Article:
Joan Crawford, left, and Bette Davis in 1962's "What Ever Happened… (Warner Bros. )
In many ways, Robert Aldrich was an independent filmmaker before the notion existed. Born into New England old money, he spent much of his life and career chafing against the system. From early on he insisted on being his own producer, and the success of "The Dirty Dozen" (1967) allowed him to set up his own Aldrich Studios, where he made some of his most adventurous work, up until the commercially disastrous "The Grissom Gang" (1971), his eccentric Depression-era tale of a kidnapping-turned-Stockholm syndrome romance.
Aldrich, who died in 1983 at age 65, had a fondness for histrionics, but the crudeness and cynicism of his films could be exhilarating. He was an expert conductor of chaos, fully attuned to the productive uses of anarchy. Fittingly, the most iconic image in all his films is the radioactive white light spilling out of the mystery Pandora's Box at the end of the atomic-age noir "Kiss Me Deadly" (1955).
It is one measure of his versatility that he excelled at both women's melodramas and macho testosterone-fests. The two Aldrich films coming to DVD are prime examples of each category.
Just out in a 50th-anniversary edition from Warner Home Video, "What Ever Happened to Baby Jane?" (1962) remains a classic of camp cinema, a key entry in the once-popular genre of grande-dame Grand Guignol. Less heralded — and perhaps one of the most underappreciated works of Aldrich's career — "Twilight's Last Gleaming" (1977), which Olive Films is releasing next month, is a nail-biting conspiracy thriller with an excoriating take on American foreign policy and the reason wars are waged.
"What Ever Happened to Baby Jane?" — released two years before Susan Sontag included Bette Davis among her avatars of camp in her famous essay on the subject — reprises the aging-diva theatrics of "Sunset Boulevard" while cranking up the black-comic ghoulishness.
A showbiz cautionary tale in the form of full-blown gothic horror, it is at the very least consistent with Aldrich's long-held view of the industry as corrupt and soul-destroying, one that goes to his 1955 film "The Big Knife," adapted from a Clifford Odets play and starring Jack Palance as an alcoholic actor dealing with mafioso-like studio bosses.
The morbid fascination of "Baby Jane," which Walter Hill is set to remake, is tied to its documentary aspect, the way it offers a glimpse of its aging actors' egos and insecurities. The on-screen battle of wills between Davis' Jane, a onetime child star, and her sister, Blanche (Joan Crawford), who eclipsed Jane's acting career only to end up in a wheelchair, was reportedly matched by the off-screen drama between the stars.
Gossip columnists breathlessly chronicled the epic catfight, which culminated in an Oscar-night showdown. (Only Davis was nominated, but Crawford, who had arranged to accept on behalf of the eventual winner, Anne Bancroft, was the one who walked up to the stage.)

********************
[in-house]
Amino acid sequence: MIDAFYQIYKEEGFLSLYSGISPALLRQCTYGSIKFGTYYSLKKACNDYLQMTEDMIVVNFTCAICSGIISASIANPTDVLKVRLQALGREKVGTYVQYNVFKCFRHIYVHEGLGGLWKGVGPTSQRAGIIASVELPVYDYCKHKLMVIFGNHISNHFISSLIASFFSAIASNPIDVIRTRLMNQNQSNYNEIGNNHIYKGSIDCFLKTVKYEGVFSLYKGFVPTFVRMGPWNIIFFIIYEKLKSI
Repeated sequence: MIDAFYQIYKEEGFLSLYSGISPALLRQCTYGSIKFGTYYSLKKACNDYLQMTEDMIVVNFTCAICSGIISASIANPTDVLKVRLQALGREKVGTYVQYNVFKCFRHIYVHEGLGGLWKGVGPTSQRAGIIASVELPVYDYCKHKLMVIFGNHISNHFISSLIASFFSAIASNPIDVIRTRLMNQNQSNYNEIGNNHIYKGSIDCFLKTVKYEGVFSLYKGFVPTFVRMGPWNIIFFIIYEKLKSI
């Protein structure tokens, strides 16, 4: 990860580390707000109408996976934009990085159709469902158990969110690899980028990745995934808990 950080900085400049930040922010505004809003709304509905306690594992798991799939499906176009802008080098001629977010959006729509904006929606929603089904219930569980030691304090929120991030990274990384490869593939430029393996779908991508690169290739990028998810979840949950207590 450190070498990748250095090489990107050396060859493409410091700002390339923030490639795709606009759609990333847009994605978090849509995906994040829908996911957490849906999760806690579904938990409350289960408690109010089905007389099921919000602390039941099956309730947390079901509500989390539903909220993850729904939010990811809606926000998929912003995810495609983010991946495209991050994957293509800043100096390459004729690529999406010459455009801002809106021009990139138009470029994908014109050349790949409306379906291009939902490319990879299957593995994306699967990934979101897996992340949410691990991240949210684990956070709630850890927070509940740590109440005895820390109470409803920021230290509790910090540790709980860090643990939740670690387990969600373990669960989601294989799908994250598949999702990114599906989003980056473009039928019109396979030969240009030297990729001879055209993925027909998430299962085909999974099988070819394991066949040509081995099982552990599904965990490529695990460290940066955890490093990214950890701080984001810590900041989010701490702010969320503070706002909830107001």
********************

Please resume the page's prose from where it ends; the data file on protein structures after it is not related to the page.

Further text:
"Twilight's Last Gleaming" picks up the theme of nuclear paranoia more than 20 years after "Kiss Me Deadly." Back from Vietnam, an Air Force general (Burt Lancaster) goes rogue and takes over a nuclear missile silo in Montana, threatening to start a third world war if the new president (Charles Durning) does not reveal, on national television, the truth behind the Vietnam War.
The project had been circulating for a while by the time Aldrich got to it. He had the script rewritten, transforming it from a routine potboiler into a semi-crazed, conspiratorial rant. The result is far from subtle, and the politics are more than a bit simplistic, but the film's anger and sense of purpose are unmistakable and thrilling.
It's hard to imagine anyone in Hollywood today with the nerve or inclination to make such a bluntly political film on a still sensitive subject.
Another under-seen gem and one of Aldrich's oddest films, "The Legend of Lylah Clare" (1968), also made its DVD debut this year — it's available on demand through the Warner Archive Collection. Peter Finch plays a Hollywood director who casts a young ingenue (an amazing Kim Novak), a look-alike of his late wife and muse, in a film about the dead woman.
The presence of Novak in a dual role summons the specter of Hitchcock's "Vertigo," but the real point here is Aldrich's contempt for a ruthless, grotesque industry. The movie ends with a borderline-surreal punch line that about sums it up: a dog food commercial and the image of a pack of ravenous canines chowing down.
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